Mia Amir: Okay I'll check in. This is Mia and Ahmad. And my name is Mia, as I said. My pronouns are she and her. I'm calling in from the unseated and occupied territories of the Musqueam, Squamish and Tsleil-Waututh peoples, where I've lived much of my life. I am a Jew of mixed Ashkenazi and Sephardic ascent and I was born in Israel, occupied Palestine. I also lived for a number of years on the traditional territories of the Ohlone peoples in Oakland, California and have considered that place a kind of home. Physical description, I am light-skinned. I have dark hair that is short and hectic. It's being held together by a green headband, which is my only headband and I wish I had more headbands to deal with the current situation. I'm wearing a gray sweater over top of a purple tank top and my baby is nursing, and they are wearing a white onesie with black hearts and blue sweatpants and they have dark hair. And behind me is my living room wall, where there are paintings that represent various places that I am connected to. How am I? I think I've said this the last two sessions, I'm very dispersed these days, thin and watery. I am very tired. I am full of wonder and awe and terror about this moment that we are living, about having a three month old baby, who is dependent on me and our communities to make things right for our world, to make things right so that they might live into their full possibility. And I feel a great deal of responsibility and a great deal of vigilance these days. Vigilance around the kinda blocking out of the threat of COVID-19, which has felt quite intense to me in a physical way, as my partner who is to my right, who you can't see there offscreen, will attest. I am forcefully trying to find ways to ensure that that disease doesn't enter our home and it's quite consuming. And as a Crip Mad artist, educator, community organizer, you know, those embodied realities are really informing how I'm responding to this moment. I feel much gratitude and so much honor to be in the presence of my collaborators here and so grateful for this work that we do together which does keep me grounded and focused on both where we are coming from, where we are in this moment and where we might emerge towards. It was recently Pesach which is my favorite Jewish holiday, it's the most important one to me and I won't tell you the whole story of Exodus but part of what the holiday represents is the coming outs of , or the narrow places. So in Hebrew we refer to Egypt, it's terrible that we still refer to Egypt as the narrow places, in a contemporary context, but that is how we refer to it. And in the context of Pesach, we're asked, at least in my interpretation, to evaluate our current conditions and the narrow places that shape and constrain and confine and make our lives and communities smaller, repressed, suppressed, oppressed, in ways that we should not tolerate. And it invites us to really contemplate on the strategies, the dreams, the methods of liberation that we want and need to embody right now. And our responsibility, especially as Jews with a remembering of this story, what is our role now in architecting a world and preparing a world that is continuing to confront the kinds of inequities and violence that we see. I'm just gonna put pause on myself for a second 'cause I need to get some quiet over here. Sorry. And so, part of the story of Pesach includes these plagues that afflict the people of Egypt and I really think about the kind of global plague that we are now confronting and the questions that we're all having to contend with, in terms of, what is the world that we are in, and how will we live in this world in a good way with the current constraints that make life on a daily basis so different for some and so not different for others and I think especially of my Crip community, most of us who already spend so much time in isolation, imposed isolation in our homes, trying to protect ourselves and keep well and keep each other well and all of the tools that we've been using to do that already, that now seem like many people are belatedly arriving to the ways that we've already been trying to be in the world, in a good way. And so, welcome to all y'all who are belatedly arriving. But I'm really thinking about this tension or the promise, the tension promise of liberation in this moment, in this time, and how will we arrive to liberation? What will liberation from this very specific historic moment mean for us? And in what ways are we willing to relinquish the conditions and structures that we have taken for granted as the ways in which the world operates? And how will we welcome something new? And how will we allow ourselves to grieve and be terrified together? And so all of that's very much inside of me these days, and especially so with this tiny human. So that's how I'm doing. Sorry, that was very long. My access needs are just that I'm very tired and very emotional and tender. So I will take time with myself and with all of you and I will be here in the ways that I can be. In terms of my practice, I'm a Crip Mad maker of works. I work at the intersection of creative and community practice and have worked in those intersections for a very long time. Historically, more in a kind of grassroots, community-organizing orientated fashion, working especially with at-risk young people and marginalized young people using the arts as a tool for self-expression and social transformation. And now a lot of my work is within transdisciplinary performance. And I work in that context as a writer, creator, performer, dramaturg, director and advocate working from a disability, Crip Mad embodiment and doing advocacy inside of multiple communities in that regard. I really see performance as a prefigurative space for us to be considering and working out what world we're trying to be in and seeing that happening at the level of process design, so where we start from our work together, all the way to how we envision presenting work in the world, and how we relate to audiences that are engaged in and that we want to have engaged in our performance practices. And I am the convener and co-coordinator of Unsettling Dramaturgy and that's kinda my primary engagement these days, besides the most creative task in my life which is Ahmad so. Check, that's me.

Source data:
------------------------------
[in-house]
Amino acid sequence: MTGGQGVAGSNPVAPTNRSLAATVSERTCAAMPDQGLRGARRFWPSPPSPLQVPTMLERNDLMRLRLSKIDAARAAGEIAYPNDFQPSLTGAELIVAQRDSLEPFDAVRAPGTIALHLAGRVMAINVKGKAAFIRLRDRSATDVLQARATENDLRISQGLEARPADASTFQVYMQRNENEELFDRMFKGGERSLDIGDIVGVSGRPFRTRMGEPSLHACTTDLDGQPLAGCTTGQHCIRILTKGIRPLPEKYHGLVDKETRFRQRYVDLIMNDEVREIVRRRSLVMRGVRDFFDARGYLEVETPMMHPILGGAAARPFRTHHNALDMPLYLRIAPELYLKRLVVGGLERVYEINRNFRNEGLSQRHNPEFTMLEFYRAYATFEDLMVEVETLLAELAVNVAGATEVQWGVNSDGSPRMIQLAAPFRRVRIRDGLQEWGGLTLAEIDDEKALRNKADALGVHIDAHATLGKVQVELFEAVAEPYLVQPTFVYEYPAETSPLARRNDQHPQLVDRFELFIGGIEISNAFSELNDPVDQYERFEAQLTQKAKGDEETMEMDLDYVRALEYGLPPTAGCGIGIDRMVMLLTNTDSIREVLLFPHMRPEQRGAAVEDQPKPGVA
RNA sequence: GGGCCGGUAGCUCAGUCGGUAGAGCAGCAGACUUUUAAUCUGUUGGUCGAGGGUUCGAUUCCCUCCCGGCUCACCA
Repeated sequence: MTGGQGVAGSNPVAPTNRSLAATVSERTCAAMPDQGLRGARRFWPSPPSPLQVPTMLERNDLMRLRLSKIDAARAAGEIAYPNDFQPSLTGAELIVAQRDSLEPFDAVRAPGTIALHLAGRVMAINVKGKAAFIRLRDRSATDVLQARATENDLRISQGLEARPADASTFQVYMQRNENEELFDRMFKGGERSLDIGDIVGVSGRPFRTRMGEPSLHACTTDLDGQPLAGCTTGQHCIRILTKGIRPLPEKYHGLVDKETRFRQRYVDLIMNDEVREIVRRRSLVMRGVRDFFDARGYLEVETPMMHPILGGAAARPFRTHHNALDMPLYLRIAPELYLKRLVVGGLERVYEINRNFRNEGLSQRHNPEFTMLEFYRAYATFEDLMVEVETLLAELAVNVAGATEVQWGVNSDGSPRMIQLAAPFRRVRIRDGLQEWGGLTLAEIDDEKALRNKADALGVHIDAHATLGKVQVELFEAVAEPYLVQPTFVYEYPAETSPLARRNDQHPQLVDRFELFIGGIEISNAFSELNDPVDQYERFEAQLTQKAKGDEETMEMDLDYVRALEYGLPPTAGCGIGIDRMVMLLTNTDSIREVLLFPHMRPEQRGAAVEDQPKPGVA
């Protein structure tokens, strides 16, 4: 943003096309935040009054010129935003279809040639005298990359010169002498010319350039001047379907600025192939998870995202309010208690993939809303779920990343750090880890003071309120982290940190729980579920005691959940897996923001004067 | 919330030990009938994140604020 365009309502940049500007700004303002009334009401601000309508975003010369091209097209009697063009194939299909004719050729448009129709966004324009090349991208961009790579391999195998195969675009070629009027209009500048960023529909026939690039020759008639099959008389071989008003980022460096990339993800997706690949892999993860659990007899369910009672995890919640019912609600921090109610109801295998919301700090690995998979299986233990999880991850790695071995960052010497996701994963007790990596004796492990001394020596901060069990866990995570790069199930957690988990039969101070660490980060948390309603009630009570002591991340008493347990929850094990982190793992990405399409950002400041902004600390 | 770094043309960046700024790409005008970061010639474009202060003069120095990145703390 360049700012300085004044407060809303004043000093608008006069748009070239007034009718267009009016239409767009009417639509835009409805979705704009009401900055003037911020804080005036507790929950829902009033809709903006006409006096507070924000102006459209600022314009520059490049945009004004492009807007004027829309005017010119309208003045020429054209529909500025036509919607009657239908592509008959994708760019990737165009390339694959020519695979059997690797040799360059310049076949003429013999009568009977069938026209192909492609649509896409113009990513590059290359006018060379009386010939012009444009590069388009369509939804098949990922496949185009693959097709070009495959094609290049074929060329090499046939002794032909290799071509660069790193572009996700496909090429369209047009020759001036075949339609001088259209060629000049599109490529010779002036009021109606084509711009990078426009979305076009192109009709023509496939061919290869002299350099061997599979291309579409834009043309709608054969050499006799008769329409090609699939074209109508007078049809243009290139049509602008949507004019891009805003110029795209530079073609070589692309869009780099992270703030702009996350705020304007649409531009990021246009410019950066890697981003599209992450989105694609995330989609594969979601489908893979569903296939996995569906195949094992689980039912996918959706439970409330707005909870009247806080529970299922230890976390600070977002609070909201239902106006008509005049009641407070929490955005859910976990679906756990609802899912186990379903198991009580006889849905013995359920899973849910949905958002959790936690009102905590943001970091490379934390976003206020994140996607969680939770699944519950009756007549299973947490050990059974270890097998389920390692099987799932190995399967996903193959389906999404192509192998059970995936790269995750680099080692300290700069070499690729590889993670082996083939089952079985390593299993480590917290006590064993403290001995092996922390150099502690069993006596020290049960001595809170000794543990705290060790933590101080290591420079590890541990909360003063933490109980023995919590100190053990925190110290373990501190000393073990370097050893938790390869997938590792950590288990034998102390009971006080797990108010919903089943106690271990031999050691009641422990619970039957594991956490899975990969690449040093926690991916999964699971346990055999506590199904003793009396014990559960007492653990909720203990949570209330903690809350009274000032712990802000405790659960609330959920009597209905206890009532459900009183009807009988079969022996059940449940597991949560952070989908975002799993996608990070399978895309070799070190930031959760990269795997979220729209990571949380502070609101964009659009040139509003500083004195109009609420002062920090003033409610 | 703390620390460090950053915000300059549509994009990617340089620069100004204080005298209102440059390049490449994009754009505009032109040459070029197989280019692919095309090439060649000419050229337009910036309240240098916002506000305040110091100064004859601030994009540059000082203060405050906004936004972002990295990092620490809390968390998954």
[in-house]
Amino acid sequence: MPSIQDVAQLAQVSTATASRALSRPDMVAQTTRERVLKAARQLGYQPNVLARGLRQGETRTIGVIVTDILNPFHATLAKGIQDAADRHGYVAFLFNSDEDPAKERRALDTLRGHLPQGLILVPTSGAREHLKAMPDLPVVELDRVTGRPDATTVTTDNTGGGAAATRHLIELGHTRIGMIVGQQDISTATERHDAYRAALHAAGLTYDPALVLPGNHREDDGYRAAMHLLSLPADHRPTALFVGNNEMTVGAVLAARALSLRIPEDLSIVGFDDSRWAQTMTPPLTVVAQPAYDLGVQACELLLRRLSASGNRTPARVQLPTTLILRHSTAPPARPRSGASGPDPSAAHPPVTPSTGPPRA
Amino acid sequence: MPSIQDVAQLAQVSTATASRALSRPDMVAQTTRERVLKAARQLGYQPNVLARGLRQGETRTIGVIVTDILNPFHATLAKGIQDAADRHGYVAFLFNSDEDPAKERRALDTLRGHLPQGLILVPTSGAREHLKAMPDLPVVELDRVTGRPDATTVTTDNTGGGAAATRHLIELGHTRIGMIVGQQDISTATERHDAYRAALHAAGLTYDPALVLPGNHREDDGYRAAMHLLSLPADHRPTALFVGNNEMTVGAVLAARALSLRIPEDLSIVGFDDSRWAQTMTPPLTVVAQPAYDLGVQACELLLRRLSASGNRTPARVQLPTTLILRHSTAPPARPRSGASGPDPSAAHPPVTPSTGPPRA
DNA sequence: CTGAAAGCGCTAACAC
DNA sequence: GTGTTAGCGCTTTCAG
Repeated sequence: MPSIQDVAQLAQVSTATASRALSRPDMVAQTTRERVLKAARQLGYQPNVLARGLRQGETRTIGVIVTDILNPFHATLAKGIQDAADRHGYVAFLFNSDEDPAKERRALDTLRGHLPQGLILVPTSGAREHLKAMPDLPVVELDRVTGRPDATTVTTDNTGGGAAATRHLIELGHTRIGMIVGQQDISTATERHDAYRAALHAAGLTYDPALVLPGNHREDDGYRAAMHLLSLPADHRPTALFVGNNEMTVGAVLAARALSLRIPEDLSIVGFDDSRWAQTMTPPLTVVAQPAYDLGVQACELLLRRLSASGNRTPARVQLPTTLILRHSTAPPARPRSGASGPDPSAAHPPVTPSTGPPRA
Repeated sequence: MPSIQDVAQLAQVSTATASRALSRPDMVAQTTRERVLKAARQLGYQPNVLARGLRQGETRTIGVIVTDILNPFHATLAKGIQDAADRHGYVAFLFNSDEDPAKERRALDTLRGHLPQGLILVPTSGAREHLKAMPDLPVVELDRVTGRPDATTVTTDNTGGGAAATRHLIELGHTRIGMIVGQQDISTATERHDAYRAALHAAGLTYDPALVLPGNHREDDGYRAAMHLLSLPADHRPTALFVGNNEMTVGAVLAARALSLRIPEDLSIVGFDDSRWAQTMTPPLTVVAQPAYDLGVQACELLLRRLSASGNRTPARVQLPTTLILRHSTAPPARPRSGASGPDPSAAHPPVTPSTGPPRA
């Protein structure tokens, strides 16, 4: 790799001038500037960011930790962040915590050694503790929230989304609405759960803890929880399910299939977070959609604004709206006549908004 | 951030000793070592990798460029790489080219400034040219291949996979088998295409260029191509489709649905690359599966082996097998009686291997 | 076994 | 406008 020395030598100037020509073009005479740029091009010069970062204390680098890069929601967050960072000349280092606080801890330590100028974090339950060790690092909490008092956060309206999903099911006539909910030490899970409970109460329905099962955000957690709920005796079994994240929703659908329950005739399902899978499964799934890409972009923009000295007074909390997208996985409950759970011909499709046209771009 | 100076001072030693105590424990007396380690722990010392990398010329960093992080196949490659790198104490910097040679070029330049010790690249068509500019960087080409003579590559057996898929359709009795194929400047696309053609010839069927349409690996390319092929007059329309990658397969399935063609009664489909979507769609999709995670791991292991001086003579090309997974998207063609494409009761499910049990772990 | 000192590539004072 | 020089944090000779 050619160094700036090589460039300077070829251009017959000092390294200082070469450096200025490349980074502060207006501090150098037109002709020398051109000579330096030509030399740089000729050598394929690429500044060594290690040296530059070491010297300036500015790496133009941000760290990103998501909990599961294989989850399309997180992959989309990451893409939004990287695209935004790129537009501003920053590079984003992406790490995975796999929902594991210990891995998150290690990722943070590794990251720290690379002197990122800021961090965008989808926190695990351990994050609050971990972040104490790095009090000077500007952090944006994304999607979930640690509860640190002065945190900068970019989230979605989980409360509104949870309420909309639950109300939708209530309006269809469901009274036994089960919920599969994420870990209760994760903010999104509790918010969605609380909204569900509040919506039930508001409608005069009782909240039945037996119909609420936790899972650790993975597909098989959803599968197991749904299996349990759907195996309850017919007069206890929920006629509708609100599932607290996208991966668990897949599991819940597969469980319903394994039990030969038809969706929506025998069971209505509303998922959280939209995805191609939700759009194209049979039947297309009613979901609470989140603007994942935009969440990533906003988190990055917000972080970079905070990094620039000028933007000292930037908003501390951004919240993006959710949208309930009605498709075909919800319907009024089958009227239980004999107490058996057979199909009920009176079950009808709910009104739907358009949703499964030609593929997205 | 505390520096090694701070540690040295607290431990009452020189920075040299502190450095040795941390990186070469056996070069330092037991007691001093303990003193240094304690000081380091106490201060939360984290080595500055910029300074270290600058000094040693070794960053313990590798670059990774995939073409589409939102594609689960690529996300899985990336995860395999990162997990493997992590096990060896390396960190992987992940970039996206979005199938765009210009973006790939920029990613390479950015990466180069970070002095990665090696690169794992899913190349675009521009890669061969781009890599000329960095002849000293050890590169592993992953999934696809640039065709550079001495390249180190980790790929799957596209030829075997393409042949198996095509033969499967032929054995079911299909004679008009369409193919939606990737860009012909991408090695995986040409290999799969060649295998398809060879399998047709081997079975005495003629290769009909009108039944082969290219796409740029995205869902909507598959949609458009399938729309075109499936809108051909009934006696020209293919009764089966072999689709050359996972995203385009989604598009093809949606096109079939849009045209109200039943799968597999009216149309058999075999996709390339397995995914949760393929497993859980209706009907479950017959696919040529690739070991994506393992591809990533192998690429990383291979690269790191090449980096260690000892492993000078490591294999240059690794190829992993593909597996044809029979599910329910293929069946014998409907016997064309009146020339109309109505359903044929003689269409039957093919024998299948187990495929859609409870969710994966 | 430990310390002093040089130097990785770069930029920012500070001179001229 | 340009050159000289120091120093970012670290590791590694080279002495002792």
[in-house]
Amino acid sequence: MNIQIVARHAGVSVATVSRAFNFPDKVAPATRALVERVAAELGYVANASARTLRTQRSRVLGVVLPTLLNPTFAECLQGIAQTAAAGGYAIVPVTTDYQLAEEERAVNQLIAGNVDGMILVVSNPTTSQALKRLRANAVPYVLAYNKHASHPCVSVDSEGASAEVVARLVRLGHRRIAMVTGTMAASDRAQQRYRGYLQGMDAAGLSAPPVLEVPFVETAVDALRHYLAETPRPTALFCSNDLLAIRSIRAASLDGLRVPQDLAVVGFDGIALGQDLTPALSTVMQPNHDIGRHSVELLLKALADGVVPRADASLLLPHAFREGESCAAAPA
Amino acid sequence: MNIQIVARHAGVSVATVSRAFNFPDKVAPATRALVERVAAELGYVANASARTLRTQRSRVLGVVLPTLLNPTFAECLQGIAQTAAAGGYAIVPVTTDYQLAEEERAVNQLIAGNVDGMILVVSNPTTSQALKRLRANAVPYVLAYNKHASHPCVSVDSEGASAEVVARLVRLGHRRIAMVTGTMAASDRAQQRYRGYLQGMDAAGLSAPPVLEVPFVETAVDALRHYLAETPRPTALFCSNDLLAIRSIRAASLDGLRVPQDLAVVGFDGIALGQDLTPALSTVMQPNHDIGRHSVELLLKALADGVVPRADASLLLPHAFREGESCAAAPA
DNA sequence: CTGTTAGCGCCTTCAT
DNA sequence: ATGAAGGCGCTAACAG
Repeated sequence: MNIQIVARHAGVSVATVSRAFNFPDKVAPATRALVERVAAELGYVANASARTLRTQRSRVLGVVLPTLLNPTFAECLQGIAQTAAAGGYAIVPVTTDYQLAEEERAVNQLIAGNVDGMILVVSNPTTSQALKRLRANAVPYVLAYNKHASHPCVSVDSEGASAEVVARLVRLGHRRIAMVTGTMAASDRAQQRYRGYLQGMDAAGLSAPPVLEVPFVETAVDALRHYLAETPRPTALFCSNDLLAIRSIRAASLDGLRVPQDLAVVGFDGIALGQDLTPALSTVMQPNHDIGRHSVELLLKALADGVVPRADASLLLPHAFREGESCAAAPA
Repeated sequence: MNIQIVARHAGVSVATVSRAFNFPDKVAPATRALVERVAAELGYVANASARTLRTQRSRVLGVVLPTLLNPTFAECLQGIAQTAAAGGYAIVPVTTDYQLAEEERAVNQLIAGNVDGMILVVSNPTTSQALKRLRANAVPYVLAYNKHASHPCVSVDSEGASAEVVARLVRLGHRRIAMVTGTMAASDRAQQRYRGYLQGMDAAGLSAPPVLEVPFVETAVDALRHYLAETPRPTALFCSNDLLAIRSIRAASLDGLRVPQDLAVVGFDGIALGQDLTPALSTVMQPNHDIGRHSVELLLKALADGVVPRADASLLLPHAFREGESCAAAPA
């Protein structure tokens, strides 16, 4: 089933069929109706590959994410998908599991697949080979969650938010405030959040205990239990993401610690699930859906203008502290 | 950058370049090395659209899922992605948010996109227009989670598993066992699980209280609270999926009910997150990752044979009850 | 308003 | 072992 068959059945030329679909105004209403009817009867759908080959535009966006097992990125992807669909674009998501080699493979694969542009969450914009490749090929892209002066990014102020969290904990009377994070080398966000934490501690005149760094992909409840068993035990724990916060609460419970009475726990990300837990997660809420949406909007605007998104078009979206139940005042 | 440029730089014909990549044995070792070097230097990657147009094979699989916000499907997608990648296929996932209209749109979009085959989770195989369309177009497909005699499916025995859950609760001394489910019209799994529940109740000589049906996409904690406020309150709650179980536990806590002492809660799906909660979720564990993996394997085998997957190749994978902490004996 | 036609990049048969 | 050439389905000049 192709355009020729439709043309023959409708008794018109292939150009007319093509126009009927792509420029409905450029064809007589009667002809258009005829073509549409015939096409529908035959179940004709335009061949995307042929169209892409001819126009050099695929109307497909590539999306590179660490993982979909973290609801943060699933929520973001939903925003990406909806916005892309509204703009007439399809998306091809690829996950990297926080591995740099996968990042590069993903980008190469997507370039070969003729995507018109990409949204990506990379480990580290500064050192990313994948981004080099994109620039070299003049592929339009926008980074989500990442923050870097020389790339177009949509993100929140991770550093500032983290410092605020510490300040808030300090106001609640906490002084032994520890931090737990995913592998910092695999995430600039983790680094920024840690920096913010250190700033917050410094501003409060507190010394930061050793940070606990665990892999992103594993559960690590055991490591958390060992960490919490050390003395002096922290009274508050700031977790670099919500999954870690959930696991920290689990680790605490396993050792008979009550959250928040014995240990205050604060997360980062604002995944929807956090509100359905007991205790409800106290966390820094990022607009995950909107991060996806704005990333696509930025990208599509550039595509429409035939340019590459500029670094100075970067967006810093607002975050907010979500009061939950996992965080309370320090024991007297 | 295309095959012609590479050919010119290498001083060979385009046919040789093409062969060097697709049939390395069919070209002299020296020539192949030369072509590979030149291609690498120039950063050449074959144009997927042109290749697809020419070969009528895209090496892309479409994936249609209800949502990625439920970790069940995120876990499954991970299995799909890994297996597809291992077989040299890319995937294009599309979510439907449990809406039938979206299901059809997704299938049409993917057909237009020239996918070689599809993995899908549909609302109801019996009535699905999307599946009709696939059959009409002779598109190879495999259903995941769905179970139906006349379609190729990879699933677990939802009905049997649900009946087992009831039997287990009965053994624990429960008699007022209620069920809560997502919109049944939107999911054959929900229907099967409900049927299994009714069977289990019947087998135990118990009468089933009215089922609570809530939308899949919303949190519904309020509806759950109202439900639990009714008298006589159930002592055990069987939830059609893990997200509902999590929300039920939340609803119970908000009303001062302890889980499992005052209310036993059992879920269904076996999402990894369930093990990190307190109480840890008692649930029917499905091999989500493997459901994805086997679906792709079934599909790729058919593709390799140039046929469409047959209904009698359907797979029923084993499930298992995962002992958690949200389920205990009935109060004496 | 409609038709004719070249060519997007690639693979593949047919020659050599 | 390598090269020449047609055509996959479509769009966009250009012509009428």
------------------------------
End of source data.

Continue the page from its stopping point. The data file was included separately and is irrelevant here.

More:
Tiare Jung: Thanks everyone, my name is Tiare Jung, my pronouns are they, them. And I am here, I've been living on the lands occupied, homelands of the Musqueam, Tsleil-Waututh and Squamish peoples for the past 10 years and I'm very grateful to be here. Yeah, it's quite important to think about how the land supports me and how I can be a good guest on this territory and I was born and raised in Prince George, Lheidli T'enneh territory, and my ancestry is Hawaiian, Chinese, Tahitian, Irish, and as well as some grandmothers whose stories and specific nations, I don't know because those records are kinda hard to access but we know them to be Indigenous to like so-called BC, somewhere in there. And my access needs, thanks to this group for your flexibility, I was originally intending to do some digital graphic recording for you but I've been doing quite a bit of sitting and drawing and hunching over my iPad, as I come to meet people in the virtual space, and so I Made the suggestion to Mia that instead, I would continue to draw physically at the wall which is just so much better for my body 'cause I get to stand and move. It's, yeah, it's really nice to have the balance of tactile, so I'll be shifting the computer around, hopefully so that you can see, which leads into physical description. I'm a graphic recorder and I'm, talk about me first, I am a tan or copper-skinned person of ambiguous racial appearance and I have glasses and I have thin privilege and my hair is dark black. And behind me there's a large piece of paper taped to a wall that I'm drawing on. Moments and sort of the weaving together some of the story and the insights that are being shared, so I'm drawing a combination of words and images. So far on the poster I have written, practicing the future we imagine, approaches and practices for online convening, process design that centers unsettling colonization, oh sorry, decolonization, that's the opposite of what we want, decolonization, indigenization and disability justice. There's an image of a laptop, there's an image of some faces of various gender and skin tones, and then just sort of a description of what we're doing now to introduce ourselves. Along with saying we make time to connect, to breathe deeply, there's an image of a tulip. And sort of acknowledging some of the feelings that are going on, swelling with fear and anticipation, ready to plunge into the unknown. So, what else am I supposed to say? I think that's about it for me, thank you.